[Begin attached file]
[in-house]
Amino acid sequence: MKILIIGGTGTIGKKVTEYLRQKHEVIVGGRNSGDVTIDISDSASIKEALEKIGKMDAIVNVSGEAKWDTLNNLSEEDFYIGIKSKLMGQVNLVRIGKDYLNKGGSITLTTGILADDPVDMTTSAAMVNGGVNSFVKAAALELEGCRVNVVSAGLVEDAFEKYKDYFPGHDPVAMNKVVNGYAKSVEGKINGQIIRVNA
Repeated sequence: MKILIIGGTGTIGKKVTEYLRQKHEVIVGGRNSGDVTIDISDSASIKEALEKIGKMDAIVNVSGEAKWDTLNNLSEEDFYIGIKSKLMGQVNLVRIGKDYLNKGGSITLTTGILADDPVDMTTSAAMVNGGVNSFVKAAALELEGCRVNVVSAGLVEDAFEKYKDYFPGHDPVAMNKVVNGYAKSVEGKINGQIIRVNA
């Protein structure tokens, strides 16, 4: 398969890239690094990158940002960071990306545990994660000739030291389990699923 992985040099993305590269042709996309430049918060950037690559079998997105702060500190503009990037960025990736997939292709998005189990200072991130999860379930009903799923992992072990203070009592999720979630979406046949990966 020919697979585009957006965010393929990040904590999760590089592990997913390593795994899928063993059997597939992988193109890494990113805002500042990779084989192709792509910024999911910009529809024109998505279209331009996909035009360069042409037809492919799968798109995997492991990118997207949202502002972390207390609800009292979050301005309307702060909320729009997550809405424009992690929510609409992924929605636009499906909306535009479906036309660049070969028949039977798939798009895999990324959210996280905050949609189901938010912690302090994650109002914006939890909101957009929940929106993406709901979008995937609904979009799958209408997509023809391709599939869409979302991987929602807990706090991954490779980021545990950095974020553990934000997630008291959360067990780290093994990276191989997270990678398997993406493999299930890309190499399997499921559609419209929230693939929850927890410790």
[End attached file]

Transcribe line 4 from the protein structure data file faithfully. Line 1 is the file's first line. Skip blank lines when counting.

């Protein structure tokens, strides 16, 4: 398969890239690094990158940002960071990306545990994660000739030291389990699923 992985040099993305590269042709996309430049918060950037690559079998997105702060500190503009990037960025990736997939292709998005189990200072991130999860379930009903799923992992072990203070009592999720979630979406046949990966 020919697979585009957006965010393929990040904590999760590089592990997913390593795994899928063993059997597939992988193109890494990113805002500042990779084989192709792509910024999911910009529809024109998505279209331009996909035009360069042409037809492919799968798109995997492991990118997207949202502002972390207390609800009292979050301005309307702060909320729009997550809405424009992690929510609409992924929605636009499906909306535009479906036309660049070969028949039977798939798009895999990324959210996280905050949609189901938010912690302090994650109002914006939890909101957009929940929106993406709901979008995937609904979009799958209408997509023809391709599939869409979302991987929602807990706090991954490779980021545990950095974020553990934000997630008291959360067990780290093994990276191989997270990678398997993406493999299930890309190499399997499921559609419209929230693939929850927890410790």